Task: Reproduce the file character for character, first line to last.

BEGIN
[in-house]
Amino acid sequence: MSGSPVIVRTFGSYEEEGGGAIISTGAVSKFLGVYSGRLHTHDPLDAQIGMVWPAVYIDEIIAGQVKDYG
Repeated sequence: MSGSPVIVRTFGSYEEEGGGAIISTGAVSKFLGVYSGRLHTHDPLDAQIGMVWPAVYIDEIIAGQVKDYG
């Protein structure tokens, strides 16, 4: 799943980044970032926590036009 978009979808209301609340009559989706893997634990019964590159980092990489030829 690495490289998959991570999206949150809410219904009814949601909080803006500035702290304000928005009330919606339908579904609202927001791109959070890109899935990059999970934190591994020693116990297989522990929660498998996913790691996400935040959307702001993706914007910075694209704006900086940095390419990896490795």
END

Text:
[in-house]
Amino acid sequence: MSGSPVIVRTFGSYEEEGGGAIISTGAVSKFLGVYSGRLHTHDPLDAQIGMVWPAVYIDEIIAGQVKDYG
Repeated sequence: MSGSPVIVRTFGSYEEEGGGAIISTGAVSKFLGVYSGRLHTHDPLDAQIGMVWPAVYIDEIIAGQVKDYG
């Protein structure tokens, strides 16, 4: 799943980044970032926590036009 978009979808209301609340009559989706893997634990019964590159980092990489030829 690495490289998959991570999206949150809410219904009814949601909080803006500035702290304000928005009330919606339908579904609202927001791109959070890109899935990059999970934190591994020693116990297989522990929660498998996913790691996400935040959307702001993706914007910075694209704006900086940095390419990896490795």